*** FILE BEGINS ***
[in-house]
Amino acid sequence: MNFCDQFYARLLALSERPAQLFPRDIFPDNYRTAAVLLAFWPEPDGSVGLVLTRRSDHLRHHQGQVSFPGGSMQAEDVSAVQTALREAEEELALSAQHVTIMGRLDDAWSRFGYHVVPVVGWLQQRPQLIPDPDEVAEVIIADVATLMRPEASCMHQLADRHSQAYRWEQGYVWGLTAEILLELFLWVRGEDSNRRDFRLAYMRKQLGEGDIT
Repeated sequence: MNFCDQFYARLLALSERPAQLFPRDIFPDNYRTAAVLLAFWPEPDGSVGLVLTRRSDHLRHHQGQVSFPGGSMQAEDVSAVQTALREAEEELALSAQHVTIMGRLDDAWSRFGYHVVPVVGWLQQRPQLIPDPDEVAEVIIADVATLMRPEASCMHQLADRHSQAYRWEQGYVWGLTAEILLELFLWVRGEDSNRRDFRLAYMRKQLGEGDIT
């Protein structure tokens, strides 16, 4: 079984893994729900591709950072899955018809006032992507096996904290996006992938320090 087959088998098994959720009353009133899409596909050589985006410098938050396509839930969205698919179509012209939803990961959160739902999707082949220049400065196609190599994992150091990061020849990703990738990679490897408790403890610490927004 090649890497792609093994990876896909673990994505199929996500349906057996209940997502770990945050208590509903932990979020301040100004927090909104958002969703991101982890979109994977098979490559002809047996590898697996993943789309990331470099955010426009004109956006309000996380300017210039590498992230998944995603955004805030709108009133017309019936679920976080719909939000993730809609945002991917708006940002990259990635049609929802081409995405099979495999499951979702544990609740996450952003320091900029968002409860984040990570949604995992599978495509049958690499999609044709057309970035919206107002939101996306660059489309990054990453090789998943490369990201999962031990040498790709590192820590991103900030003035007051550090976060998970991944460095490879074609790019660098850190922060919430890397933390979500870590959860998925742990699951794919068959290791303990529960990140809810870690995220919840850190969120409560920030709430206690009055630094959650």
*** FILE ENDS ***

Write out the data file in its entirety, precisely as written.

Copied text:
[in-house]
Amino acid sequence: MNFCDQFYARLLALSERPAQLFPRDIFPDNYRTAAVLLAFWPEPDGSVGLVLTRRSDHLRHHQGQVSFPGGSMQAEDVSAVQTALREAEEELALSAQHVTIMGRLDDAWSRFGYHVVPVVGWLQQRPQLIPDPDEVAEVIIADVATLMRPEASCMHQLADRHSQAYRWEQGYVWGLTAEILLELFLWVRGEDSNRRDFRLAYMRKQLGEGDIT
Repeated sequence: MNFCDQFYARLLALSERPAQLFPRDIFPDNYRTAAVLLAFWPEPDGSVGLVLTRRSDHLRHHQGQVSFPGGSMQAEDVSAVQTALREAEEELALSAQHVTIMGRLDDAWSRFGYHVVPVVGWLQQRPQLIPDPDEVAEVIIADVATLMRPEASCMHQLADRHSQAYRWEQGYVWGLTAEILLELFLWVRGEDSNRRDFRLAYMRKQLGEGDIT
């Protein structure tokens, strides 16, 4: 079984893994729900591709950072899955018809006032992507096996904290996006992938320090 087959088998098994959720009353009133899409596909050589985006410098938050396509839930969205698919179509012209939803990961959160739902999707082949220049400065196609190599994992150091990061020849990703990738990679490897408790403890610490927004 090649890497792609093994990876896909673990994505199929996500349906057996209940997502770990945050208590509903932990979020301040100004927090909104958002969703991101982890979109994977098979490559002809047996590898697996993943789309990331470099955010426009004109956006309000996380300017210039590498992230998944995603955004805030709108009133017309019936679920976080719909939000993730809609945002991917708006940002990259990635049609929802081409995405099979495999499951979702544990609740996450952003320091900029968002409860984040990570949604995992599978495509049958690499999609044709057309970035919206107002939101996306660059489309990054990453090789998943490369990201999962031990040498790709590192820590991103900030003035007051550090976060998970991944460095490879074609790019660098850190922060919430890397933390979500870590959860998925742990699951794919068959290791303990529960990140809810870690995220919840850190969120409560920030709430206690009055630094959650």